Now, make arrangements with somebody with a HAM radio at a distance where quality of signal can be compared. You need to find somebody who can read you but not super clear. Now transmit with him, then dump the bunch of wire overboard (still connected to the tuner of course) and transmit again. If this significantly improves the signal, you can optimize with a coupling to seawater. If this doesn't make a real difference then the KISS is as good as it will get.

cheers,
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Old 02-01-2012, 11:21   #34
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Re: SSB advice

Great information guys.

So as it stands the system will be:

Icom 710

Icom at130 tuner

Kiss

then

23ft whip

Use best coaxial cable I can find between radio and tuner.

High grade wire as specified between tuner and whip.

If this does not work I will be back begging for help:-)

Many thanks again for all the support.
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Old 02-01-2012, 11:51   #35
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The wire between antenna and tuner: often used is high voltage GTO wire. I use AWG8 instead. The most important thing is to weatherproof it. Use heat-shrink with glue inside and put protection against UV around the cable.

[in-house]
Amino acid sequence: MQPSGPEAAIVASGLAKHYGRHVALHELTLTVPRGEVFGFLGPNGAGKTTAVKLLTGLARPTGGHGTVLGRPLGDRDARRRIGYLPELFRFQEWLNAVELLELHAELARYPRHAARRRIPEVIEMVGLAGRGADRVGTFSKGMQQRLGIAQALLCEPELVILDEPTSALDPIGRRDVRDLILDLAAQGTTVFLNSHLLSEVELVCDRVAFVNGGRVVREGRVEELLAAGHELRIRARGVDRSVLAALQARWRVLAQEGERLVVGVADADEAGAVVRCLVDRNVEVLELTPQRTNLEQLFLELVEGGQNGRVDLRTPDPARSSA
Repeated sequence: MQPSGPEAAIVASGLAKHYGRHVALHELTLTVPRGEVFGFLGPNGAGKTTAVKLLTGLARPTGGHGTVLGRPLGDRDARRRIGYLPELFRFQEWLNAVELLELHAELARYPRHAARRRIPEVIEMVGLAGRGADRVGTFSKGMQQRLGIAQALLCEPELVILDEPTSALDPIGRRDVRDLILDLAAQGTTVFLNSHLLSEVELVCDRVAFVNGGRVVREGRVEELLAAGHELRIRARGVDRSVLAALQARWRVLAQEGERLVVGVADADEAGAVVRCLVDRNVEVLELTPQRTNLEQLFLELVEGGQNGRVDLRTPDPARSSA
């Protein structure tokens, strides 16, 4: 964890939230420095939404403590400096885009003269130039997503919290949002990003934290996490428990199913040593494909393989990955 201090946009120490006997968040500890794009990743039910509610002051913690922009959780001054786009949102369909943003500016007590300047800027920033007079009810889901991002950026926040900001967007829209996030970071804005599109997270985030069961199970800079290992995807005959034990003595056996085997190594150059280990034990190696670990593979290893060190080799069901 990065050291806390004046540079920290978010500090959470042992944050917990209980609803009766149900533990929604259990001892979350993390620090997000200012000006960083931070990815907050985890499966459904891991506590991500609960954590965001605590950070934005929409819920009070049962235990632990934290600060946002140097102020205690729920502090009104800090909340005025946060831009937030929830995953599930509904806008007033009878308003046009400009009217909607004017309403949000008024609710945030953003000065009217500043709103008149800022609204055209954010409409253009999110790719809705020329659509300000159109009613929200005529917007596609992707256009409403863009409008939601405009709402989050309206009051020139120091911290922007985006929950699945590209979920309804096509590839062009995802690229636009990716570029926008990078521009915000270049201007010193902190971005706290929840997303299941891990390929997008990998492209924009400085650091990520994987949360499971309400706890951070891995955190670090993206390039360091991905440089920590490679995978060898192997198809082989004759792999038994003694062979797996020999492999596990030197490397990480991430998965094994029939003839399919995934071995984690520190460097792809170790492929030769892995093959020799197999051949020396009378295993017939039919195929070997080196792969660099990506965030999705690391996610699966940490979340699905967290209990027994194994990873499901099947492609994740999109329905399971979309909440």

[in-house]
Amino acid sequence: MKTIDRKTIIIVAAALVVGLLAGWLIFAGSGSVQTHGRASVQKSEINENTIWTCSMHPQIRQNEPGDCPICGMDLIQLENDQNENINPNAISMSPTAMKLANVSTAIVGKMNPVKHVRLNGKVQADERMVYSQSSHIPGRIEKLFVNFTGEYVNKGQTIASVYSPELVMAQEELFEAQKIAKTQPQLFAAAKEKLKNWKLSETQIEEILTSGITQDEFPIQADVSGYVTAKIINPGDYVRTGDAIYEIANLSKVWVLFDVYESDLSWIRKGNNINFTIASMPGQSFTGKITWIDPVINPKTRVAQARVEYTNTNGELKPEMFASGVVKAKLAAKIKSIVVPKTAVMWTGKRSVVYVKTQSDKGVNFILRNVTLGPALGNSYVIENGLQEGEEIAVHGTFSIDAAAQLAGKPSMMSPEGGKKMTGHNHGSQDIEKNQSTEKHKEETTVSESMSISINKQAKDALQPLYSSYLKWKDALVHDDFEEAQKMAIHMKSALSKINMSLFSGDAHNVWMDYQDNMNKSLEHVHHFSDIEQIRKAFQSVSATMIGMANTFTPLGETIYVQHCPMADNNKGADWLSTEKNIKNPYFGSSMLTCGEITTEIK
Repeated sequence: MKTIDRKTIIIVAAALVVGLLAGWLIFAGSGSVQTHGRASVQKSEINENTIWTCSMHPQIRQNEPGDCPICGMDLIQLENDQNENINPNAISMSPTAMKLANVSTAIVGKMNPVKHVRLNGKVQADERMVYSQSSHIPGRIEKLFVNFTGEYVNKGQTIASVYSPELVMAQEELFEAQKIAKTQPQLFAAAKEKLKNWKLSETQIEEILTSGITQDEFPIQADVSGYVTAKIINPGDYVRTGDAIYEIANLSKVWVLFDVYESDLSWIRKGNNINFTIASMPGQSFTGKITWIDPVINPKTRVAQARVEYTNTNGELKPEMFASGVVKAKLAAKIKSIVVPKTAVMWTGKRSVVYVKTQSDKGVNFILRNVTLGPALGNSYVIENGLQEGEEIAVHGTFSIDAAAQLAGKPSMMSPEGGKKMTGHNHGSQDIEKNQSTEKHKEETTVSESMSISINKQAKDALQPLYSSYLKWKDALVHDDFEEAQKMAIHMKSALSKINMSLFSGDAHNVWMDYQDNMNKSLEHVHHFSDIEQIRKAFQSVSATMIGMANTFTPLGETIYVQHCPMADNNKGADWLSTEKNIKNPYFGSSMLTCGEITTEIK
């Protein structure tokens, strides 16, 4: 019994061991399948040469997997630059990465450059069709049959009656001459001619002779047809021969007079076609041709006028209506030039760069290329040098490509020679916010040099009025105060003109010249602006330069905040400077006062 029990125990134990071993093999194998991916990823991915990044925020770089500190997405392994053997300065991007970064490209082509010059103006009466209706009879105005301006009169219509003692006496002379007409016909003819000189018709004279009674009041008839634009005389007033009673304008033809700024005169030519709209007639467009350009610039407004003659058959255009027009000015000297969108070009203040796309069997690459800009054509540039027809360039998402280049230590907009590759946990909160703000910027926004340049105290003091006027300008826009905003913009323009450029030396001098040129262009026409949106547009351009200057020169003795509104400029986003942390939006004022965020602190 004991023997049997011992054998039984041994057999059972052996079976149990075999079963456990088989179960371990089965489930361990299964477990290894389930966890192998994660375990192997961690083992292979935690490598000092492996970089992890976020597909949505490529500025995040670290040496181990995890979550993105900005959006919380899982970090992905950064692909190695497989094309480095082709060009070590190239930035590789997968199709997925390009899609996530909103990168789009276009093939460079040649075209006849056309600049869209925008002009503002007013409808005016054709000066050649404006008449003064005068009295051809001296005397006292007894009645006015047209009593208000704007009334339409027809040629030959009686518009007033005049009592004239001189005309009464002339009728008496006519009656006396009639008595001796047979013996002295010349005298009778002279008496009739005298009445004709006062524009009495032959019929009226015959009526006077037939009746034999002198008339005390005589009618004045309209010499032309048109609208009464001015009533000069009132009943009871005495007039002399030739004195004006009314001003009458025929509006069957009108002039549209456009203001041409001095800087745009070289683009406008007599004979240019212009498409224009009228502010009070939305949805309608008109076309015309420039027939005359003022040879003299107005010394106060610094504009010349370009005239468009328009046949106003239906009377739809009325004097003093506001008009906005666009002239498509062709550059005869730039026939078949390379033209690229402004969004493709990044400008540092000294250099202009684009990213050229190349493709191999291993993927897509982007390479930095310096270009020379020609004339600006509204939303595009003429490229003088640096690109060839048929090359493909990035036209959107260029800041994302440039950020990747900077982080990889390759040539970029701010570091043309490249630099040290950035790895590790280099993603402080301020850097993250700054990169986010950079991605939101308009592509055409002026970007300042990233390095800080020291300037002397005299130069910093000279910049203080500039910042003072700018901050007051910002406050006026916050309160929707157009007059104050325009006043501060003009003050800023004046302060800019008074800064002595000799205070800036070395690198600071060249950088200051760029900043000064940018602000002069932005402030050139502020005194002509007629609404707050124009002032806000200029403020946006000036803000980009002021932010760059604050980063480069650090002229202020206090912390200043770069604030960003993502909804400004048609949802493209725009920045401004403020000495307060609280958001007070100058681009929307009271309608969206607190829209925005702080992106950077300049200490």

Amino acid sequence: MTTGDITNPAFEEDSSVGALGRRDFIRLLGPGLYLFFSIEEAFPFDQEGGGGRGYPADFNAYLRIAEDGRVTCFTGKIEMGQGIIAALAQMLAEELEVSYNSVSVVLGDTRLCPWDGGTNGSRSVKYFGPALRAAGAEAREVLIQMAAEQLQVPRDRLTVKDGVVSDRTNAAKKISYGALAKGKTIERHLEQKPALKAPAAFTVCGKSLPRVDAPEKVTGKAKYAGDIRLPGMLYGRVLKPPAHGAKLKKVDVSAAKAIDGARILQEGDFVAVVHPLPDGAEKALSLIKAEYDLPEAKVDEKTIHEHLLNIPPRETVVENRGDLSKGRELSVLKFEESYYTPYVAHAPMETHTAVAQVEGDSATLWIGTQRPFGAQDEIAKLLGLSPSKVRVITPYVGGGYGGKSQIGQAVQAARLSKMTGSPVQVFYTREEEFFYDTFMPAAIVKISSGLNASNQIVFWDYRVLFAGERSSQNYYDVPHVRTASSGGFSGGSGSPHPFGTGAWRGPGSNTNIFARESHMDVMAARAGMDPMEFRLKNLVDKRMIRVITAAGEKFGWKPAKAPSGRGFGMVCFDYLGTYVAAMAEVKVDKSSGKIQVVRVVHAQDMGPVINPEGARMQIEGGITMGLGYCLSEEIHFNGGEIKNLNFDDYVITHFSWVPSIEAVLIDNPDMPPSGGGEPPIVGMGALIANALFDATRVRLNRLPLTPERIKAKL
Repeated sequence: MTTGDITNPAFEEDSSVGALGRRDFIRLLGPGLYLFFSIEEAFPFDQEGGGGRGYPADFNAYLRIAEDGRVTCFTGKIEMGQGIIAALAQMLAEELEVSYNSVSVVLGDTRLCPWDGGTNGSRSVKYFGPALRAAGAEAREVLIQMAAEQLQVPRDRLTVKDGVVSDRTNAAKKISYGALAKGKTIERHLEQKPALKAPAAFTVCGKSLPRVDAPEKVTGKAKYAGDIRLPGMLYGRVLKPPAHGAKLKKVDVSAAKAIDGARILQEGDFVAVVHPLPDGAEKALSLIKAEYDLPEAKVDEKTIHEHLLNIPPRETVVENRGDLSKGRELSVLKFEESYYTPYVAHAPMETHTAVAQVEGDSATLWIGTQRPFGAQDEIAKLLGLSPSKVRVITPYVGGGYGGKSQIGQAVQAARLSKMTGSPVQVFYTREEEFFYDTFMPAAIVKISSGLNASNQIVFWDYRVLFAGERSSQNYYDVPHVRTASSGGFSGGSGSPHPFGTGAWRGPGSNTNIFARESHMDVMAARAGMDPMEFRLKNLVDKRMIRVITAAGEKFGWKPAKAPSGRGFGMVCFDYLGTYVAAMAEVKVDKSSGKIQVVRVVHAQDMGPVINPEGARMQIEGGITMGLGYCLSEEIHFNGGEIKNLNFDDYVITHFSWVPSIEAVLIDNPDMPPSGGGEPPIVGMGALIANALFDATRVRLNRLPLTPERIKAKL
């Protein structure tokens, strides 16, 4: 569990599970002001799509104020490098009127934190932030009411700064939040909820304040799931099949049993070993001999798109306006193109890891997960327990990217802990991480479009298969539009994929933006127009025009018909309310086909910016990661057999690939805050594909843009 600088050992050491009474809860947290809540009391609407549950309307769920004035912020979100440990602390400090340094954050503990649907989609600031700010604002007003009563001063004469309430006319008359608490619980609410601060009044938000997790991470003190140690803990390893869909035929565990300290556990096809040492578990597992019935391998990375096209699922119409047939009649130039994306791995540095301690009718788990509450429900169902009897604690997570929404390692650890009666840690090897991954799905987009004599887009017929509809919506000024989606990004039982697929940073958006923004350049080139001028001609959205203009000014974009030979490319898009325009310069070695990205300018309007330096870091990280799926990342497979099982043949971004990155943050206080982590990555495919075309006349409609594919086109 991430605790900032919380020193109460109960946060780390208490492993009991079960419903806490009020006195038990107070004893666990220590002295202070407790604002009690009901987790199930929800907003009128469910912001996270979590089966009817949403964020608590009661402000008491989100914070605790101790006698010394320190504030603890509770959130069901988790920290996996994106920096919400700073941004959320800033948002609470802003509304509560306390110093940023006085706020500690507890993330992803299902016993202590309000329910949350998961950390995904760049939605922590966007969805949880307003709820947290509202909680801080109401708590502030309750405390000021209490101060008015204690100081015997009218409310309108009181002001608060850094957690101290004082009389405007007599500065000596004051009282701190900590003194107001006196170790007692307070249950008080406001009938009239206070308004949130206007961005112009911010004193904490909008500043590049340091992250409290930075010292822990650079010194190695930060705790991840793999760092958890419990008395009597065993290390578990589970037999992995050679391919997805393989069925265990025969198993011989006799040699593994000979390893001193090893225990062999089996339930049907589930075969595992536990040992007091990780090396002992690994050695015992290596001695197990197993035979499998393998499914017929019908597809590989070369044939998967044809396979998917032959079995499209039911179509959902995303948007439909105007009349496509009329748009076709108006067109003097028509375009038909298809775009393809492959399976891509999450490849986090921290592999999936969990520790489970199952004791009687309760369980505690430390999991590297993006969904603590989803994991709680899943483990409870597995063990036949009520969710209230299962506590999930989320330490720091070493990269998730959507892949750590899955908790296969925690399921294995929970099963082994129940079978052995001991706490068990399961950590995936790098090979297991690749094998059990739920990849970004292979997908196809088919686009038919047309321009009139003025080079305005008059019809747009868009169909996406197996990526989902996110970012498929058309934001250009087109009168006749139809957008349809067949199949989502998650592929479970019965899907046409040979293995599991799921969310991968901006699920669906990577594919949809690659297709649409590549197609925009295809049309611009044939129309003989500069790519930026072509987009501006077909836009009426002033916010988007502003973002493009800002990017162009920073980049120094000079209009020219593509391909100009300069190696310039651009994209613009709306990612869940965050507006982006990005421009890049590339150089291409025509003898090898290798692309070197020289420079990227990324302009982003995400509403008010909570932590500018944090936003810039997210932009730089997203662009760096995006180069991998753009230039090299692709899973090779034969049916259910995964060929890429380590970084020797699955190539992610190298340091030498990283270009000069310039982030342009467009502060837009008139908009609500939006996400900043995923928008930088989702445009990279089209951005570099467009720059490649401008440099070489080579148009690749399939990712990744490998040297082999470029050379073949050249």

cheers,
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Old 02-01-2012, 12:10   #36
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Re: SSB advice

Quote:
Originally Posted by NorthPacific View Post
Great information guys.

So as it stands the system will be:

Icom 710

Icom at130 tuner

Kiss

then

23ft whip

Use best coaxial cable I can find between radio and tuner.

High grade wire as specified between tuner and whip.

If this does not work I will be back begging for help:-)

Many thanks again for all the support.
oh, and not sure if this was said before...

Mount the tuner as close to the feed point of the antenna as possible. Technically, the antenna "starts" at the antenna terminal on the tuner.
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Old 02-01-2012, 19:17   #37
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Re: SSB advice

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Originally Posted by westsail42 View Post
oh, and not sure if this was said before...

Mount the tuner as close to the feed point of the antenna as possible. Technically, the antenna "starts" at the antenna terminal on the tuner.
So this is the 1ft-3ft advice? So having it on top of the radar Arch is not a good idea?

can I secure it to the stern radar pole? Its aluminum.
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Old 02-01-2012, 20:12   #38
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Re: SSB advice

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Originally Posted by NorthPacific View Post
So this is the 1ft-3ft advice? So having it on top of the radar Arch is not a good idea?